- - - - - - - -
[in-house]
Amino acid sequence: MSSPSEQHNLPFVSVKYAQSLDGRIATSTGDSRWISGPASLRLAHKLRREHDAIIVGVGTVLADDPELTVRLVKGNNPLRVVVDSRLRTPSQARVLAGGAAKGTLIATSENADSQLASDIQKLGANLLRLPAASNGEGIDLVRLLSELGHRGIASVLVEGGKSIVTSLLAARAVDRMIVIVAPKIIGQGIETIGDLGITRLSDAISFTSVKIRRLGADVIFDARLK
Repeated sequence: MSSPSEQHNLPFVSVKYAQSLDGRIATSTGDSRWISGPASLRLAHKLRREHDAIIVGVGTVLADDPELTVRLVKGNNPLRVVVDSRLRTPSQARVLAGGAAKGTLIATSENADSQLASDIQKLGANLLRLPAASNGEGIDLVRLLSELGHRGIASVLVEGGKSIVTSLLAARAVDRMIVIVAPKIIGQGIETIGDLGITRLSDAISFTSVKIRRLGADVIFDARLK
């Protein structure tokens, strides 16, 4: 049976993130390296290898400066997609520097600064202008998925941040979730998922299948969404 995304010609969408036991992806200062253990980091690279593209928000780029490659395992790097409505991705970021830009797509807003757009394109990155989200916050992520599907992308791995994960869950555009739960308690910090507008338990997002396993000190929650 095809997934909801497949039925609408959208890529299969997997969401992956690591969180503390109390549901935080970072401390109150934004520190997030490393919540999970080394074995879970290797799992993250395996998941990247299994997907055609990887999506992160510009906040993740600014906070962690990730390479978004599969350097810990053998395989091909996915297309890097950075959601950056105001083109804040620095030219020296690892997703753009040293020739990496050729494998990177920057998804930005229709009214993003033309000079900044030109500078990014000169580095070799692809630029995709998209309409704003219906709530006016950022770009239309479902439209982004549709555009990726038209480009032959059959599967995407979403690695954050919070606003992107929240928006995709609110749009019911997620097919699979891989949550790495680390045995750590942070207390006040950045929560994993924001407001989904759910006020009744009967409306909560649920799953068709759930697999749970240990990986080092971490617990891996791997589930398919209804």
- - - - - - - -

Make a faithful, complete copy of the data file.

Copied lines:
[in-house]
Amino acid sequence: MSSPSEQHNLPFVSVKYAQSLDGRIATSTGDSRWISGPASLRLAHKLRREHDAIIVGVGTVLADDPELTVRLVKGNNPLRVVVDSRLRTPSQARVLAGGAAKGTLIATSENADSQLASDIQKLGANLLRLPAASNGEGIDLVRLLSELGHRGIASVLVEGGKSIVTSLLAARAVDRMIVIVAPKIIGQGIETIGDLGITRLSDAISFTSVKIRRLGADVIFDARLK
Repeated sequence: MSSPSEQHNLPFVSVKYAQSLDGRIATSTGDSRWISGPASLRLAHKLRREHDAIIVGVGTVLADDPELTVRLVKGNNPLRVVVDSRLRTPSQARVLAGGAAKGTLIATSENADSQLASDIQKLGANLLRLPAASNGEGIDLVRLLSELGHRGIASVLVEGGKSIVTSLLAARAVDRMIVIVAPKIIGQGIETIGDLGITRLSDAISFTSVKIRRLGADVIFDARLK
């Protein structure tokens, strides 16, 4: 049976993130390296290898400066997609520097600064202008998925941040979730998922299948969404 995304010609969408036991992806200062253990980091690279593209928000780029490659395992790097409505991705970021830009797509807003757009394109990155989200916050992520599907992308791995994960869950555009739960308690910090507008338990997002396993000190929650 095809997934909801497949039925609408959208890529299969997997969401992956690591969180503390109390549901935080970072401390109150934004520190997030490393919540999970080394074995879970290797799992993250395996998941990247299994997907055609990887999506992160510009906040993740600014906070962690990730390479978004599969350097810990053998395989091909996915297309890097950075959601950056105001083109804040620095030219020296690892997703753009040293020739990496050729494998990177920057998804930005229709009214993003033309000079900044030109500078990014000169580095070799692809630029995709998209309409704003219906709530006016950022770009239309479902439209982004549709555009990726038209480009032959059959599967995407979403690695954050919070606003992107929240928006995709609110749009019911997620097919699979891989949550790495680390045995750590942070207390006040950045929560994993924001407001989904759910006020009744009967409306909560649920799953068709759930697999749970240990990986080092971490617990891996791997589930398919209804």